Once an impoverished British protectorate known mostly for its pearl-diving industry, today Qatar is the richest country on Earth, with over $100,000 US per capita GDP. It is a regional leader in the Persian Gulf and Arabian Peninsula, regularly mediating disputes among nearby nations, and is also home to the Al Jazeera News Network. Modern Qatar is diversifying from a petroleum-based economy, and coming into its own on the world stage.
Capital and Largest City
Doha, population 1,313,000
The government of Qatar is an absolute monarchy, headed by the Al Thani family. The current emir is Tamim bin Hamad Al Thani, who took power on June 25, 2013. Political parties are banned, and there is no independent legislature in Qatar. The current emir's father promised to hold free parliamentary elections in 2005, but the vote has been postponed indefinitely.
Qatar does have a Majlis Al-Shura, which acts only in a consultative role. It can draft and suggest legislation, but the emir has final approval of all laws. Qatar's 2003 constitution mandates direct election of 30 out of 45 of the majlis, but currently, all of them remain appointees of the emir.
Qatar's population is estimated at about 2.16 million, as of 2014. It has a huge gender gap, with 1.4 million males and just 500,000 females. This is due to a huge influx of primarily male foreign guest workers.
Non-Qatari people make up more than 85% of the country's population. The largest ethnic groups among the immigrants are Arabs (40%), Indians (18%), Pakistanis (18%), and Iranians (10%). There are also large numbers of workers from the Philippines, Nepal, and Sri Lanka.
The official language of Qatar is Arabic, and the local dialect is known as Qatari Arabic. English is an important language of commerce and is used for communication between Qataris and foreign workers. Important immigrant languages in Qatar include Hindi, Urdu, Tamil, Nepali, Malayalam, and Tagalog.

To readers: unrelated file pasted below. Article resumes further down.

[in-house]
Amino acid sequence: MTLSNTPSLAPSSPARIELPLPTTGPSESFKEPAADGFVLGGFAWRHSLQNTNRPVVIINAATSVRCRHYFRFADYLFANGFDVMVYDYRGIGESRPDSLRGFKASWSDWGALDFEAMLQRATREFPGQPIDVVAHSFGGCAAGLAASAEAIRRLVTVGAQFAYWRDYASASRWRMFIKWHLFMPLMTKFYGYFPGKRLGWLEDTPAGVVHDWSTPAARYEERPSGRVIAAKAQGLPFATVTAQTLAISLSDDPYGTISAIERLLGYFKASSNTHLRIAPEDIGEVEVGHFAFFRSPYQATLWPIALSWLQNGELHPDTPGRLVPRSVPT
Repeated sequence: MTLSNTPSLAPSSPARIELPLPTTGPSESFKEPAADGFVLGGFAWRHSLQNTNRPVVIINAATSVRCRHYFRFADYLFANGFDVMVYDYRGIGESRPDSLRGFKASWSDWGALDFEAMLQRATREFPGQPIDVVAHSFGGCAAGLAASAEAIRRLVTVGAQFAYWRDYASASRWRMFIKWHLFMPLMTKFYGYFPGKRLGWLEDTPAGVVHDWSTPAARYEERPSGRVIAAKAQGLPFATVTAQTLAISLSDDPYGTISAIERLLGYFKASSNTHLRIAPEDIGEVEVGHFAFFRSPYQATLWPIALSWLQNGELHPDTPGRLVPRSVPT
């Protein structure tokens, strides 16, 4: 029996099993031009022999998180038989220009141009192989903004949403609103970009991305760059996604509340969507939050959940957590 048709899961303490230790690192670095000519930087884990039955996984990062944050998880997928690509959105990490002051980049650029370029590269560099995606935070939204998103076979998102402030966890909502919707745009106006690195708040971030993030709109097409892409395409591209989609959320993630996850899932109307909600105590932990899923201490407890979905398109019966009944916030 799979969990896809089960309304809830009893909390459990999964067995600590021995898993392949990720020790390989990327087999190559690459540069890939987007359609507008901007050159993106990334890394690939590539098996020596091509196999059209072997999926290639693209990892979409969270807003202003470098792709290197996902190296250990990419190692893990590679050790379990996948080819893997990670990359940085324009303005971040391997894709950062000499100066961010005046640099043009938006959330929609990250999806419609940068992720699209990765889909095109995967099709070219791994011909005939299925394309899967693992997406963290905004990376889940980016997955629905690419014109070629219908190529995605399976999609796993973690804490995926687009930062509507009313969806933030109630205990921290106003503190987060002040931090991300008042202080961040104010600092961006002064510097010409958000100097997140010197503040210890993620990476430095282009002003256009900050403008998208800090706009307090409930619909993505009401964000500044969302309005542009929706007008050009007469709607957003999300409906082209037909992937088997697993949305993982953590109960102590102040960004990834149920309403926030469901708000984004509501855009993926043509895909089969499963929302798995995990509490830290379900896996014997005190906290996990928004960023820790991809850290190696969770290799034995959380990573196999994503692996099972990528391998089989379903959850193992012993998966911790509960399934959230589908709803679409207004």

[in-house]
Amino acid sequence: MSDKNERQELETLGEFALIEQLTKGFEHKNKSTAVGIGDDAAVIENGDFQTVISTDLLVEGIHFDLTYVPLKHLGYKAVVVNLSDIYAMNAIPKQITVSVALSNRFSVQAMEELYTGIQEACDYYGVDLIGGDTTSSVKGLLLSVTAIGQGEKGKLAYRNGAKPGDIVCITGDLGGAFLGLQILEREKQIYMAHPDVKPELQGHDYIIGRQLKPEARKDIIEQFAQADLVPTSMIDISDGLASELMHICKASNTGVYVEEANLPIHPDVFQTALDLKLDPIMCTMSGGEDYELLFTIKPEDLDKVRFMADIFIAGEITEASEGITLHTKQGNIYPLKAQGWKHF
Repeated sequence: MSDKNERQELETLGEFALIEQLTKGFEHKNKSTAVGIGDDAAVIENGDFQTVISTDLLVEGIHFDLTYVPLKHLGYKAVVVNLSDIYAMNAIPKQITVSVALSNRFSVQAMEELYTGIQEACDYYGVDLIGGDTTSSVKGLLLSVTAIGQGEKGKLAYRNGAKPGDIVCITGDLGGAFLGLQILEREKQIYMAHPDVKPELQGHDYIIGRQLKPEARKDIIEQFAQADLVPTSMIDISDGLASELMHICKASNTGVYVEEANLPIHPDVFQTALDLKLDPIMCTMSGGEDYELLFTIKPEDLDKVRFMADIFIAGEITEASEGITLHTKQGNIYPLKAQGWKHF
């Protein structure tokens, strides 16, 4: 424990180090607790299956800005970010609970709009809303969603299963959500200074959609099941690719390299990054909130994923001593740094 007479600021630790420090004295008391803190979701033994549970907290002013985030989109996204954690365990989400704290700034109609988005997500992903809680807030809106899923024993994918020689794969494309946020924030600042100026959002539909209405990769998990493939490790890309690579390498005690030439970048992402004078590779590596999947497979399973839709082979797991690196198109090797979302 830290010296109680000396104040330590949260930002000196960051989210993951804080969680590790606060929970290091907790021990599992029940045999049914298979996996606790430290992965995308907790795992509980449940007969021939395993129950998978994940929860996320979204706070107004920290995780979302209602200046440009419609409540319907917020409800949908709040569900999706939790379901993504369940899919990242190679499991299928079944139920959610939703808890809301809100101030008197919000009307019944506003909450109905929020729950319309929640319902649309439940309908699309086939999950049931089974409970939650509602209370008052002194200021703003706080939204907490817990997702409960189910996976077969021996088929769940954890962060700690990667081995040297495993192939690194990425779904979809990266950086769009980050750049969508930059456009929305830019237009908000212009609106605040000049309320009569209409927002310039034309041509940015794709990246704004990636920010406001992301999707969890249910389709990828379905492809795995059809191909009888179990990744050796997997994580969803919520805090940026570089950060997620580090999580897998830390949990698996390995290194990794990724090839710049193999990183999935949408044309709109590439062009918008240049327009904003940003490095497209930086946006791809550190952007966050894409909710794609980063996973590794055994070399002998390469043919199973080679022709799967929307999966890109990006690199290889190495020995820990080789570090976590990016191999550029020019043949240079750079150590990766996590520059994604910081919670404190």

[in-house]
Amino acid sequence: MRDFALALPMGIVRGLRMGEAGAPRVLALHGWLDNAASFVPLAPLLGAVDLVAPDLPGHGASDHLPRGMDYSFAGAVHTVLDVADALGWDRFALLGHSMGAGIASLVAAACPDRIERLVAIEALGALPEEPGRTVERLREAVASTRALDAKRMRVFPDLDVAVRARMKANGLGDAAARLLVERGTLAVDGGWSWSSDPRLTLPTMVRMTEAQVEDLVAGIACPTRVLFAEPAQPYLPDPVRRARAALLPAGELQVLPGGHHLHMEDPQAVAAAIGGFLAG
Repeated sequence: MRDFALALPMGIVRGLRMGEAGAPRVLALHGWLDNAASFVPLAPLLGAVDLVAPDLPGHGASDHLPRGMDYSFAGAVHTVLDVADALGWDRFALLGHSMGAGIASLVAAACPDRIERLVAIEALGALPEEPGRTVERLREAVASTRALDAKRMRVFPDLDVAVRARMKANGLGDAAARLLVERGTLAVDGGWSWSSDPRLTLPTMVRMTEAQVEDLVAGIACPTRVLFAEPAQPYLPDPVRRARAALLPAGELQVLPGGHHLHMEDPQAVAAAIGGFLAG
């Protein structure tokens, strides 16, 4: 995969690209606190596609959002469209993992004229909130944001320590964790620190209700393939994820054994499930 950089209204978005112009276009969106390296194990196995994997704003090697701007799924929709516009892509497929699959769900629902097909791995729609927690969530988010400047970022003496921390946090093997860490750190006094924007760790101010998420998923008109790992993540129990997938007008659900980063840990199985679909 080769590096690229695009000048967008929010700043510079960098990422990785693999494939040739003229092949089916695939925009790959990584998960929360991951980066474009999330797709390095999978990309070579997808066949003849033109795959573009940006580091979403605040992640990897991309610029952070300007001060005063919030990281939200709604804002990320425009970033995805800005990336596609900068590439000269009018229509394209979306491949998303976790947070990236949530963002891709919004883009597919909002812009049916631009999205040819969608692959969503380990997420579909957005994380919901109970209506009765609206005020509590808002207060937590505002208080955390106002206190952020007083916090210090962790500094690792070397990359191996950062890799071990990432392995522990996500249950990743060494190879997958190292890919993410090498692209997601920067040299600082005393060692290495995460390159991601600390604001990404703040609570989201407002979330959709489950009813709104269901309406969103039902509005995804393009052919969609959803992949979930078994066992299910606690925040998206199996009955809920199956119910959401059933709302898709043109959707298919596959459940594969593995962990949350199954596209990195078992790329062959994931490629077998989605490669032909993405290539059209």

Islam is the majority religion in Qatar, with approximately 68% of the population. Most actual Qatari citizens are Sunni Muslims, belonging to the ultra-conservative Wahhabi or Salafi sect. Approximately 10% of Qatari Muslims are Shi'ite. Guest workers from other Muslim countries are predominantly Sunni, as well, but 10% of them are also Shi'ite, particularly those from Iran.
Other foreign workers in Qatar are Hindu (14% of the foreign population), Christian (14%), or Buddhist (3%). There are no Hindu or Buddhist temples in Qatar, but the government does allow Christians to hold mass in churches on land donated by the government. The churches must remain unobtrusive, however, with no bells, steeples, or crosses on the outside of the building.
Qatar is a peninsula that juts north into the Persian Gulf off of Saudi Arabia. Its total area is just 11,586 square kilometers (4,468 square miles). Its coastline is 563 kilometers (350 miles) long, while its border with Saudi Arabia runs for 60 kilometers (37 miles). Arable land makes up just 1.21% of the area, and only 0.17% is in permanent crops.
Most of Qatar is a low-lying, sandy desert plain. In the southeast, a stretch of towering sand dunes surrounds a Persian Gulf inlet called the Khor al Adaid, or "Inland Sea." The highest point is the Tuwayyir al Hamir, at 103 meters (338 feet). The lowest point is sea level.
Qatar's climate is mild and pleasant in the winter months, and extremely hot and dry during the summer. Nearly all of the tiny amount of annual precipitation falls during January through March, totaling only about 50 millimeters (2 inches).